There are many beaches along Tayelet, but the best ones tend to be in the northern part of the promenade. On good beach days, they get quite busy and may even run out of lounging equipment. If you want to use a lounge chair or an umbrella, come no later than mid-morning. The sea floor is sandy and a bit shallow.
Places to Eat
My schedule in Israel was such that I only had meals in Tel Aviv on less than a handful of nights. Here are brief notes, all from the Fall of 2019.
Old Man and the Sea ♥ in Jaffa port is famous for twenty or so small salads that are brought to the table even before ordering; they are at no charge if your order main course. The grilled fish for the entrée was pretty good. I walked by the place on Saturday night and it was packed, with the line waiting to be seated; on Monday night, it was much less busy, with seating available immediately.
Also in Jaffa, Aladin ♥ is at the edge of the upper level of old town. I sat on the terrace with great view towards Tel Aviv skyline. The food was not bad, the cost includes an implicit premium for the view.
On Bat-Ami street a few blocks from the Jaffa Clock Tower, Casino San Remo ♥ had the advantage of being in a pedestrian enclave around the corner from the apartment I was staying in. The food selection was ok, and the service nice, plus the cost of the meal among the least expensive I had in a full-service restaurant during my stay.
Italkia Betahana ♥ at the Old Train Station was, conversely, somewhat expensive, and a large tip was added to the bill directly without asking (asking is a norm in Israel) on Saturday night. The experience was positive: nice menu, good food, friendly service, relatively quiet main square of the complex.
Fishermen ♥ is not located in Tel Aviv-Yafo, but rather in Herzlyia marina, abut 20 minutes by car from the center of Tel Aviv. They also offer a selection of salads and starters ahead of the main course, although on demand rather than automatically and of the variety that is smaller but also was more to my liking on average. I also had a pretty good grilled fish for the entrée. The service was a bit uneven, but the place no less popular because of that.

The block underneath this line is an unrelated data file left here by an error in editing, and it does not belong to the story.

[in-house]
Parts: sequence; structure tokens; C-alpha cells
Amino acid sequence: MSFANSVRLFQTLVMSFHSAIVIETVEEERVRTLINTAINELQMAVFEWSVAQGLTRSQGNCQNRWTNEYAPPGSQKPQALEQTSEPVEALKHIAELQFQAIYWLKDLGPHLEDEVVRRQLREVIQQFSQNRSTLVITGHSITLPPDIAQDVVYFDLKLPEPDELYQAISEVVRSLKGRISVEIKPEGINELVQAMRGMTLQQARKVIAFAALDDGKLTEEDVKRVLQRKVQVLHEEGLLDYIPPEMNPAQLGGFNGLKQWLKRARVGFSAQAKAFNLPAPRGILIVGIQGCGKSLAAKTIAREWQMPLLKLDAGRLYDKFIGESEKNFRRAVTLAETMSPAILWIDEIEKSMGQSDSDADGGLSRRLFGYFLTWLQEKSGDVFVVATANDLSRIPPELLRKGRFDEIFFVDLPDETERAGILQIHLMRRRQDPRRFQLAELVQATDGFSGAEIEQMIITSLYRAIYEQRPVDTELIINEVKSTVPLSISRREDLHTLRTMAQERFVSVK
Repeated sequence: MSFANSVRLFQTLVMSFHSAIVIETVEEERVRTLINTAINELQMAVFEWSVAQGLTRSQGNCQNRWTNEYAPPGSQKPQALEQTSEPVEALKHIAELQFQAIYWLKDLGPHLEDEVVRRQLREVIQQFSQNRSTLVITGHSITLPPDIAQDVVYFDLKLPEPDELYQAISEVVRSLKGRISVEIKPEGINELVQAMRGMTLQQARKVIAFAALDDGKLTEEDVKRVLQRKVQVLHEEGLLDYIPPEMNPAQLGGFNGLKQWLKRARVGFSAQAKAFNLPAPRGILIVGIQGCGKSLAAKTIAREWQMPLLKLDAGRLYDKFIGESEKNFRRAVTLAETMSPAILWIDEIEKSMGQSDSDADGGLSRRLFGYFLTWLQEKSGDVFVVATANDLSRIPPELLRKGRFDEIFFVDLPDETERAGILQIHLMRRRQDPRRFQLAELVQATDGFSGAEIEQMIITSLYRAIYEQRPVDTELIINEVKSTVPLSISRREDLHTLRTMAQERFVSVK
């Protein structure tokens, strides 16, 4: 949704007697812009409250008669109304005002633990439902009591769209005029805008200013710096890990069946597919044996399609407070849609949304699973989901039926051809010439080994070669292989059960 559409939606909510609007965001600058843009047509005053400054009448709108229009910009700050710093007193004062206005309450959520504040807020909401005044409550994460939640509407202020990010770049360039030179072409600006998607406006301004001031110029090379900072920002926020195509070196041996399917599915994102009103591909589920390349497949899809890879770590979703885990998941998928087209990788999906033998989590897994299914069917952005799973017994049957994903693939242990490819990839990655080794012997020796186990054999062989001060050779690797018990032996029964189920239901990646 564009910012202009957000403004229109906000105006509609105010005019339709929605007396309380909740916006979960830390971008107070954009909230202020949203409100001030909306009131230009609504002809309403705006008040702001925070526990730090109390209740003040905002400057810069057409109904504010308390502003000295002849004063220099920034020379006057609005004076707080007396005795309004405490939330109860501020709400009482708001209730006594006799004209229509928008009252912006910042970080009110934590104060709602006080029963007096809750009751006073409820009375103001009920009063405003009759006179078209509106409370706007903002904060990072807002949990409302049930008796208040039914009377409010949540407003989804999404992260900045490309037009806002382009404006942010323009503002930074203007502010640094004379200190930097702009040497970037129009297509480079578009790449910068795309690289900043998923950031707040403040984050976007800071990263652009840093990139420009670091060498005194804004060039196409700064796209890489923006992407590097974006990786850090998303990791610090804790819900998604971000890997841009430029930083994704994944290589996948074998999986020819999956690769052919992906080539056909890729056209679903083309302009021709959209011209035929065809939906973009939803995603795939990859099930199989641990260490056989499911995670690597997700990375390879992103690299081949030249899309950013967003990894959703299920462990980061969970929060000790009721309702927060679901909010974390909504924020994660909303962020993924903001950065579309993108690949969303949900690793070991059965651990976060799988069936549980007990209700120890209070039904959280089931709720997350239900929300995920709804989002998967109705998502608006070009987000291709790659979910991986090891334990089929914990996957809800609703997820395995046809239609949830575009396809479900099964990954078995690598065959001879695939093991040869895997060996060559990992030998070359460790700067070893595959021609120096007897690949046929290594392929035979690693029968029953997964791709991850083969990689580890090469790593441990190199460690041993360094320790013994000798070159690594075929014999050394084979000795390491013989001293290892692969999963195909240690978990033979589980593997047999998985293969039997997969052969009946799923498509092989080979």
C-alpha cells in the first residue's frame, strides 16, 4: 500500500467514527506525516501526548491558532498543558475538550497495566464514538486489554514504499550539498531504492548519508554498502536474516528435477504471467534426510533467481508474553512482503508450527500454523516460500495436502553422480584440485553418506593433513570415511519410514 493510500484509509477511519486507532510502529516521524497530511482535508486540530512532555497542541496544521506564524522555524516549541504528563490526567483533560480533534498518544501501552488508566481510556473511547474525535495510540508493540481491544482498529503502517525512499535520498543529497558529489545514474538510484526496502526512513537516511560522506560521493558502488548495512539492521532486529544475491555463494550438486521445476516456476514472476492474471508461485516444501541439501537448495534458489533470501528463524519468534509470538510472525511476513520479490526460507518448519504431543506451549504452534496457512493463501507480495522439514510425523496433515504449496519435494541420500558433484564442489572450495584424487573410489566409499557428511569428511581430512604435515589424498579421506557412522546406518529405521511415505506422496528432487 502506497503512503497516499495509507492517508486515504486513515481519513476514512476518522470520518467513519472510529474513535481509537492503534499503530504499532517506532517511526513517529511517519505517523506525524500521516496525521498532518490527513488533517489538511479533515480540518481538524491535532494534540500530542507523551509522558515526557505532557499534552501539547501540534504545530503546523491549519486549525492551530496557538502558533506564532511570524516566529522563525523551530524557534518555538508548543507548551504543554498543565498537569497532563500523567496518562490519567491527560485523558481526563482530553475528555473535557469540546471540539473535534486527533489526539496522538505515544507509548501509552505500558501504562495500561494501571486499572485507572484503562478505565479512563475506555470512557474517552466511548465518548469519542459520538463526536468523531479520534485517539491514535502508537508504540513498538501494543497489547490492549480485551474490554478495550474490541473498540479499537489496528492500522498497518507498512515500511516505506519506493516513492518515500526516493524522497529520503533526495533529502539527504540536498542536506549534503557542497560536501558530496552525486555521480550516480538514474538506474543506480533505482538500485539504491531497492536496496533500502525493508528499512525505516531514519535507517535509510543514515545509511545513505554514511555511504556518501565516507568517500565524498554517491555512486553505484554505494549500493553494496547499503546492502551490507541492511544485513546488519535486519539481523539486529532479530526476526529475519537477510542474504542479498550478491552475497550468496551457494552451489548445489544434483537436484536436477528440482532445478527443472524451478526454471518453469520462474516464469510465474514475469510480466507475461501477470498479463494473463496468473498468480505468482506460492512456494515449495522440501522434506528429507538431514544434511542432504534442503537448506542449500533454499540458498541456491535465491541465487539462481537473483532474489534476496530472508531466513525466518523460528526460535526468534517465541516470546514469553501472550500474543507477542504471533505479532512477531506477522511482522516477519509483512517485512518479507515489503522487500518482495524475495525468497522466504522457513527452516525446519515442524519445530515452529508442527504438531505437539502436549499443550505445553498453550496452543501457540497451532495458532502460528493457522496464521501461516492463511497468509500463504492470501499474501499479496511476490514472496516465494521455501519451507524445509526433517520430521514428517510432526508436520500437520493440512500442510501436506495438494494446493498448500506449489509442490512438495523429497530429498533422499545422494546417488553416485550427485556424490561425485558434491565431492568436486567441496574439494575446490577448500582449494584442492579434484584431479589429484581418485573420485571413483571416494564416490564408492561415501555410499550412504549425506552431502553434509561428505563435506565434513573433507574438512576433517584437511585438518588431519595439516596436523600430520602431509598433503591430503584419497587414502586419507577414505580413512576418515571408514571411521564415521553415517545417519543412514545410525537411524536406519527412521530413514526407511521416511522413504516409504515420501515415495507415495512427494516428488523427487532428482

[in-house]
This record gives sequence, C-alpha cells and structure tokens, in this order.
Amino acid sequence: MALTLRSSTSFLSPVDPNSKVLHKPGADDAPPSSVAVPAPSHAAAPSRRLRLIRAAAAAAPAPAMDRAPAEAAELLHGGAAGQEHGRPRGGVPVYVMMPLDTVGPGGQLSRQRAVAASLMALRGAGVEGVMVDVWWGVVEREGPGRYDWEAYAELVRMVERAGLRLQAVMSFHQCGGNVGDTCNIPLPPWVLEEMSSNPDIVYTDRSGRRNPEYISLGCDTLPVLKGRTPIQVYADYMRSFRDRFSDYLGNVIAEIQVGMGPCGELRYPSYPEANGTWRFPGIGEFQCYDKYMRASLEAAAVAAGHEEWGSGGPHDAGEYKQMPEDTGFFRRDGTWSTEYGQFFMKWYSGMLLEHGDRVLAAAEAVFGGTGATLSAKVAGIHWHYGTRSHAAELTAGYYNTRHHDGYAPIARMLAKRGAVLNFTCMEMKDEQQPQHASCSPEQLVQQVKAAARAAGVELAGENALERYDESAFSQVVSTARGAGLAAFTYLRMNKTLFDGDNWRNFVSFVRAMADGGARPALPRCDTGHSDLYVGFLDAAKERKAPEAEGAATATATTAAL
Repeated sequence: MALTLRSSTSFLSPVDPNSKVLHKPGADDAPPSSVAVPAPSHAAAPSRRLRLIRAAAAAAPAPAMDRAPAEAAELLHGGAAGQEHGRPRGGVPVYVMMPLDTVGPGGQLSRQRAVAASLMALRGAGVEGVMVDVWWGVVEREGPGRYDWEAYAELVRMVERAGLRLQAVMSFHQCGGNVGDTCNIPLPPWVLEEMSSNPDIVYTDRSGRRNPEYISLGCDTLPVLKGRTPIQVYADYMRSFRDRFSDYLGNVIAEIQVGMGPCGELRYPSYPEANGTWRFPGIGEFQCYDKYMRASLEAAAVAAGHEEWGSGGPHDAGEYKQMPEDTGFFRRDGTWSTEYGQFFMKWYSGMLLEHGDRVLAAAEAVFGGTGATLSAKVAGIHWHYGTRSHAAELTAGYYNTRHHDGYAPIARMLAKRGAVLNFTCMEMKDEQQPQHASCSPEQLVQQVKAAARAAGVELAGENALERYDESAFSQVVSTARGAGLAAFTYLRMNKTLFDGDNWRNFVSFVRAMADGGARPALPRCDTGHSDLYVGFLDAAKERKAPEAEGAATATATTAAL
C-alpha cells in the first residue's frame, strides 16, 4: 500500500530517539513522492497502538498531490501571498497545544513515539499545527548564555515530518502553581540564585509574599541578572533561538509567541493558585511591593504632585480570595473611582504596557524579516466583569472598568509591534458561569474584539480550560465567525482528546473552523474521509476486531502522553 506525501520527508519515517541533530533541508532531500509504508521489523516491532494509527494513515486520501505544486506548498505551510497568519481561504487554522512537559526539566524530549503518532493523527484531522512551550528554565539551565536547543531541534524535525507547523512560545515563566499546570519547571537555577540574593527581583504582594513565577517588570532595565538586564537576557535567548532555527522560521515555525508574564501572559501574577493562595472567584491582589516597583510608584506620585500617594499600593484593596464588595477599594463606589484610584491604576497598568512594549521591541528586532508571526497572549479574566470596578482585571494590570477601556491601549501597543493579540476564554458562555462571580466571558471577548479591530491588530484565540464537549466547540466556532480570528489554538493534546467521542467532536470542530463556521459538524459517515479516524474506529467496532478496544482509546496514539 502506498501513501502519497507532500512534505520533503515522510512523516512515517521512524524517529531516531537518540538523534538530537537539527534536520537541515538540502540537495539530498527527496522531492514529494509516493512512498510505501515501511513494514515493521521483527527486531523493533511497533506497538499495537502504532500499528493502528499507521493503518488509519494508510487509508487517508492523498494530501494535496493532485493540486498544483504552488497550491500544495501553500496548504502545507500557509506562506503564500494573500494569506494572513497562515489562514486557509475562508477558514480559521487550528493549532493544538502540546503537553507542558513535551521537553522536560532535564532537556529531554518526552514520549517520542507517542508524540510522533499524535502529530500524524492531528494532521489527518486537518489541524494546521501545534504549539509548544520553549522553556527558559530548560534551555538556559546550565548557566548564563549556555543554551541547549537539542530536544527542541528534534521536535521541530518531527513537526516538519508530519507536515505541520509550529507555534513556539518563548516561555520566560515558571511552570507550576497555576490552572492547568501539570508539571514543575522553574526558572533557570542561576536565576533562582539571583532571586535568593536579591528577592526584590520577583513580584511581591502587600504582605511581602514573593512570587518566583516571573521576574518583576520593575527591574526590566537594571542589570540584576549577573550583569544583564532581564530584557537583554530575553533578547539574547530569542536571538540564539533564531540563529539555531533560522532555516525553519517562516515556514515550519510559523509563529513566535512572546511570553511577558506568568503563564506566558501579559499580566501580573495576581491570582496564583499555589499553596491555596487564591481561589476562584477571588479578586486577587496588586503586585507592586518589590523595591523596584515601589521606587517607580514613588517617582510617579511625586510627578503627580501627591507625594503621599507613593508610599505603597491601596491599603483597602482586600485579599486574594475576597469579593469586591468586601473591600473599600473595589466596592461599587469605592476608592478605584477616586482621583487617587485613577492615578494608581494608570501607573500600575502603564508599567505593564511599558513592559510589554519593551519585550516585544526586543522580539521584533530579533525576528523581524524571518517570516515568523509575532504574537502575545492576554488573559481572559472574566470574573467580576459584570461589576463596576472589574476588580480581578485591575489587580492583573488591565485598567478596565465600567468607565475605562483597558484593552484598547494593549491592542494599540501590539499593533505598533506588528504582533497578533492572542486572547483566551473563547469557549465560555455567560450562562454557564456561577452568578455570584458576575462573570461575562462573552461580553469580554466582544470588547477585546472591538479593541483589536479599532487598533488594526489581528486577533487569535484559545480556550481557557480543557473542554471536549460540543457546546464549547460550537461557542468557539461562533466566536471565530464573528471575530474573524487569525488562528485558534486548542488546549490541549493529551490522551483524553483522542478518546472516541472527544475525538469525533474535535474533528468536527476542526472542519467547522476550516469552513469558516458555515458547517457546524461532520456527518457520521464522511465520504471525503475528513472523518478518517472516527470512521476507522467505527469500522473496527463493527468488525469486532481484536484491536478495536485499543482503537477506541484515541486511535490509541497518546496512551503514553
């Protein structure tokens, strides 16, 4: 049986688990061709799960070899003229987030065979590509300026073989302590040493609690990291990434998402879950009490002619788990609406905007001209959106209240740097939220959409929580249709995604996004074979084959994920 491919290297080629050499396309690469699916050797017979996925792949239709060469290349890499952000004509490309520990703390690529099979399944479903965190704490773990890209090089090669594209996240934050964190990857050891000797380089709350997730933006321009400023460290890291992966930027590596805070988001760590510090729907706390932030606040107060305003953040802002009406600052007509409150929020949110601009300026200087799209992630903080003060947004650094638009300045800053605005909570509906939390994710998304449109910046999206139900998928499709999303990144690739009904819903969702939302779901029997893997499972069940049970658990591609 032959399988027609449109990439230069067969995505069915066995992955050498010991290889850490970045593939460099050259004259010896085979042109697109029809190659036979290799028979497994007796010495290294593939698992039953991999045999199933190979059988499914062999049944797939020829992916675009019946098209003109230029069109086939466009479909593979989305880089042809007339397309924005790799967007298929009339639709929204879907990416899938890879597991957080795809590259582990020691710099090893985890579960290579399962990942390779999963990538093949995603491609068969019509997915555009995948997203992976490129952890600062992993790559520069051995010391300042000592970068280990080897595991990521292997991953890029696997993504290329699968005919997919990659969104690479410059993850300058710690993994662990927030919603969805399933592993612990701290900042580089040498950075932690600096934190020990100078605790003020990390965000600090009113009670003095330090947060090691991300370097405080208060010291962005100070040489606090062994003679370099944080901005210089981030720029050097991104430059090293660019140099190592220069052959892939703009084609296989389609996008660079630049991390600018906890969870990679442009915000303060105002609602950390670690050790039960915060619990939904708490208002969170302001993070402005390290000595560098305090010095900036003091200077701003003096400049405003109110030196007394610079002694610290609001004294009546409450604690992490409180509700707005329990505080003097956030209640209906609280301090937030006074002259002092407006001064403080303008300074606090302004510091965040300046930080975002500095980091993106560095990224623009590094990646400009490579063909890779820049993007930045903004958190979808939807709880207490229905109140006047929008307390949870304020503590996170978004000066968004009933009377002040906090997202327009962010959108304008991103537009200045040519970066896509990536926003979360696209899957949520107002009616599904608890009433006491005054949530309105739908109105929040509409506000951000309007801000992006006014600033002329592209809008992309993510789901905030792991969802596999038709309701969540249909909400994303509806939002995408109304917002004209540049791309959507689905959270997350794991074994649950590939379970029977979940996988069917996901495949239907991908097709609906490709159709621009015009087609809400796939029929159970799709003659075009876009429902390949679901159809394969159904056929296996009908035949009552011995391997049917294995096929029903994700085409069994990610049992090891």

In the fall of 2019, I rented an Airbnb apartment ♥♥ (link) in the Florentin neighborhood, just a few blocks from where Jaffa meets Tel Aviv. The apartment on the 5th floor is on the smallish side, sufficient for a couple or a solo traveler. It has not been refurbished in some time, but has all necessary amenities. The balcony does not offer exceptional views, but was very pleasant to use in the evenings. The designated parking spot in the garage under the building is the key feature. For those who want the absolute peace and quiet, this place may not work: the area is not too lively but the noise from the busy road below does not completely go away even at night; Bloomfield Stadium, home of the local Hapoel football team, is a few blocks away – on a game night, the noise from the stadium will reach the balcony very easily. None of that was much of a problem for me.
While visiting relatives, I spent short time in both Herzliya and Rishon Le’Zion, to the north and the south of Tel Aviv respectively. The time there was not sufficient to form opinions or state recommendations, but there are pleasant walkable parts to both.